Just over one year ago, Carnegie Wave Energy deployed its first commercial-size CETO wave energy machine under the sea off Perth’s Garden Island Naval Base. As Giles Parkinson wrote back then, this represented “a hugely significant moment for Carnegie, which has spent more than a decade developing its 100 per cent owned CETO technology, which has been refined from an original idea from company founder Alan Burns, the oil and mining entrepreneur who became fascinated by ocean energy after being pummelled by some truly big waves in Hawaii and off Rottnest Island nearly two decades ago.”
One year later, and Carnegie is marking another hugely significant moment: A $9.9 million grant from the federal government’s Australian Government’s Emerging Renewables Program (ERP) to support the demonstration and verification of the world’s first grid-connected CETO wave energy project at Garden Island.
Announcing the funding of the Perth Wave Energy Project at Carnegie’s Fremantle HQ on Tuesday, the minister for resources and energy, Martin Ferguson, said that the $9.9 million in federal funds, along with $5.5 million from the WA government, meant the $31 million pilot project could demonstrate the potential for Carnegie’s Australian invented and owned CETO technology to provide up to 2MW of energy to the grid.
“This technology not only has the potential to increase investor confidence in wave projects and help unlock Australia’s untapped wave energy resource, but it could also produce zero emission desalinated seawater, which on a dry continent such as Australia, is a significant additional attraction,” Ferguson said.
In a statement on Tuesday, Carnegie said the grant had allowed its board of directors to approve the location of the wave energy project. It said detailed design would begin immediately and that the company would be seeking all government approvals, and carrying out further community consultation, required for the construction and operation of the project. Construction and commissioning of the project is expected to happen in 2013, with power set to be delivered into the grid by the end of 2013.
Carnegie’s managing director and CEO, Dr Michael Ottaviano, said the federal government support would allow the company to deliver its first revenue generating wave project in its own backyard – a milestone that, once achieved, would unlock a global market opportunity. “There is enormous global demand for a reliable wave energy technology from industry and government alike,” Ottaviano said. “We firmly believe Carnegie and the CETO technology are best positioned to capitalise on that demand.”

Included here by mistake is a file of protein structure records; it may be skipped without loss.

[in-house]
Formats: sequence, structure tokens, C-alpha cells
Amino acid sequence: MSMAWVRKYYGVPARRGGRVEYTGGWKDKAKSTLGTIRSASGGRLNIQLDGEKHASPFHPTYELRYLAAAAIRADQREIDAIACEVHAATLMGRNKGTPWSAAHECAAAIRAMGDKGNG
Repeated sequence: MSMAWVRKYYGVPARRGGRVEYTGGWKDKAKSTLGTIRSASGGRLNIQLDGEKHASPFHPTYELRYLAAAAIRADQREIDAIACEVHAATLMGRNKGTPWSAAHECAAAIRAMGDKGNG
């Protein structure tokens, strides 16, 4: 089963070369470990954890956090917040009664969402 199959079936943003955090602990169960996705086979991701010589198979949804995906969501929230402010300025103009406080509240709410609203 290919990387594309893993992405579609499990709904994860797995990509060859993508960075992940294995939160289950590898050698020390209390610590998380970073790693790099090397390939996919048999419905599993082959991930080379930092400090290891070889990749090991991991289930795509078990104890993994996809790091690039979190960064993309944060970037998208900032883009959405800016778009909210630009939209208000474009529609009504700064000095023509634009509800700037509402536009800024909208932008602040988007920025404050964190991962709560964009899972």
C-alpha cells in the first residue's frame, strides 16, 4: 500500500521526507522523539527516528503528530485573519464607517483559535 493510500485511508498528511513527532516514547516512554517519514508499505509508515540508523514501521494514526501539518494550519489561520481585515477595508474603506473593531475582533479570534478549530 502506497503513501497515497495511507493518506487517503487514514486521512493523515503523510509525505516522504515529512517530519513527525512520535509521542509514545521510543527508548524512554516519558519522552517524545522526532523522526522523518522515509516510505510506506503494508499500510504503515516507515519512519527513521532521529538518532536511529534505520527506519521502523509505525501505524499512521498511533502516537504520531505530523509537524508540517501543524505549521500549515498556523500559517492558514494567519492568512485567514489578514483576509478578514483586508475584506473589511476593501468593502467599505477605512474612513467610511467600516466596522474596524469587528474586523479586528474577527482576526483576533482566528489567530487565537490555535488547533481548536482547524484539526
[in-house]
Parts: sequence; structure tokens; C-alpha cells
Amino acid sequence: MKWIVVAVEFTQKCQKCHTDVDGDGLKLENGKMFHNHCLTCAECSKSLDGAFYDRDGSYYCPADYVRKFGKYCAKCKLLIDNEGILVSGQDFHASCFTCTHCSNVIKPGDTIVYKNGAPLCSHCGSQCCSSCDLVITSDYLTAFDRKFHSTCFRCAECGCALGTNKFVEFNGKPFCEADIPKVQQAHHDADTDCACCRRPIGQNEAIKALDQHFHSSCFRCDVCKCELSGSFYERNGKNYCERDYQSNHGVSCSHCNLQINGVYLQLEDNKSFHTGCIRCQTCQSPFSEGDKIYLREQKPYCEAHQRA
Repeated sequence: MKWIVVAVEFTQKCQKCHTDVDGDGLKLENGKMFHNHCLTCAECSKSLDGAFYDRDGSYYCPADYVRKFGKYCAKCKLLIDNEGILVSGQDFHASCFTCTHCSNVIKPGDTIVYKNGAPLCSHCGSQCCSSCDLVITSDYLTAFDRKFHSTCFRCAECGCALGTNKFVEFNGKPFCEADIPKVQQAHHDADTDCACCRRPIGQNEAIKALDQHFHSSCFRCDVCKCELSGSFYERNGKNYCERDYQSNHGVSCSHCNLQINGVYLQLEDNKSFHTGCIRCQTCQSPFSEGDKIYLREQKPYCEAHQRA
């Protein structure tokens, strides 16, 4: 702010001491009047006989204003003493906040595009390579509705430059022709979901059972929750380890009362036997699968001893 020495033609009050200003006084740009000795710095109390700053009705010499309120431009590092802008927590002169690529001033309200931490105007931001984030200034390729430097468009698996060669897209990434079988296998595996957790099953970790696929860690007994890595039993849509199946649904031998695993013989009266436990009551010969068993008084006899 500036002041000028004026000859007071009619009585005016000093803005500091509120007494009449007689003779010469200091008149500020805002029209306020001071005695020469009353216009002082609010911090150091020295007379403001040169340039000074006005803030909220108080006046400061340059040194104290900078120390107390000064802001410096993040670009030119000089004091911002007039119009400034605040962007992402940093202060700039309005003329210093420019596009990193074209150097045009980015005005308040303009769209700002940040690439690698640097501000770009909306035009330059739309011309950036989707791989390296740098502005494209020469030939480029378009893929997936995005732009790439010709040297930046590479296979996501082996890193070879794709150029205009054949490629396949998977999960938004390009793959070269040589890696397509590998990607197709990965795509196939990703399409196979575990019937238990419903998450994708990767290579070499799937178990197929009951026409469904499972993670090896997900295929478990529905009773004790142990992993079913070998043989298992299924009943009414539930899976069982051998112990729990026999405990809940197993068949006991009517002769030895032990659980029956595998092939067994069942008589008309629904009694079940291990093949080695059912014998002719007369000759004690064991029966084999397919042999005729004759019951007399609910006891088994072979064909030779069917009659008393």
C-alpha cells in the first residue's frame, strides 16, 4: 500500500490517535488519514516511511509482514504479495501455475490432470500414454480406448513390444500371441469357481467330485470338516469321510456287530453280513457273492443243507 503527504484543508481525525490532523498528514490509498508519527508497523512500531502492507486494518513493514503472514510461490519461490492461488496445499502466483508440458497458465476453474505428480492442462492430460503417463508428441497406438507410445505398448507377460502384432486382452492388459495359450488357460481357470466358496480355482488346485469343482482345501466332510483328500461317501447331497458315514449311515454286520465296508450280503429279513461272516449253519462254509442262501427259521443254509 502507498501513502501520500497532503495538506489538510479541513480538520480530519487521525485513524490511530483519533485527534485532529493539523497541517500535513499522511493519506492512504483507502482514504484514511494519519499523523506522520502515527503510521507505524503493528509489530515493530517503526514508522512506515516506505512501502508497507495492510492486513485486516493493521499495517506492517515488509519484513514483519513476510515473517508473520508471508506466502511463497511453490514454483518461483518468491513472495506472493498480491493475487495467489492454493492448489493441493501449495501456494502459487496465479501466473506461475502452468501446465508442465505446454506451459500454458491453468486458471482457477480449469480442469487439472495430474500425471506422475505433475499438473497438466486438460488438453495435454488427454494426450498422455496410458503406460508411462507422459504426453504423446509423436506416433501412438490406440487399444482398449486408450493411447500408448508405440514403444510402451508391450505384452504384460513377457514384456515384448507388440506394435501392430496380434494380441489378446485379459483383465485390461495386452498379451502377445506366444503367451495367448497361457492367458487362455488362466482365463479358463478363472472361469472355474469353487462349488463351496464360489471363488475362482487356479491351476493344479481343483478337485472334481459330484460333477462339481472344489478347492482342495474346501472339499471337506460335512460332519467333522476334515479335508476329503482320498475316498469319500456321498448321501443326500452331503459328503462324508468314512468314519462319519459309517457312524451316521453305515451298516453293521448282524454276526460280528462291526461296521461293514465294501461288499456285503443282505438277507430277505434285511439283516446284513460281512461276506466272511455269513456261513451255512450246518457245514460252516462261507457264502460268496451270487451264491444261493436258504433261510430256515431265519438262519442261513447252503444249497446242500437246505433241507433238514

Ottaviano also gave a hat tip to Lind Partners, which has worked with Carnegie, helping to oversee operations and, in particular, participating in capital raisings. “The facility allows us to minimise dilution for existing shareholders by raising capital when there is strong share price momentum whilst maintaining maximum capital management flexibility,” Ottaviano said.
So, how will the Perth Wave Energy Project work? Carnegie explains that the facility will consist of an array of submerged CETO units, subsea pipelines to shore, hydraulic conditioning equipment and an onshore power generation facility. Once complete, it offers the potential for later expansion to 5MW.
The CETO units themselves are anchored to the ocean floor, with an attached buoy moving with the waves, driving the pump, which in turn pressurises water that is delivered ashore via a pipeline. This water, in turn, will drive a hydraulic turbine, generating zero-emission electricity. The water can also be used to supply a reverse osmosis desalination plant, replacing the traditional greenhouse gas-emitting electricity driven pumps.
At this small scale, Carnegie says the project itself is not a stand-alone economic investment, but rather aims to demonstrate the successful system engineering, operation and power sales. The company says the PWEP site provides an ideal pre-production test site due to its exposure to open, medium intensity, wave conditions, its immediate proximity to marine support infrastructure and expertise, and security provided by its proximity to Australia’s largest navy base, HMAS Stirling, on Garden Island.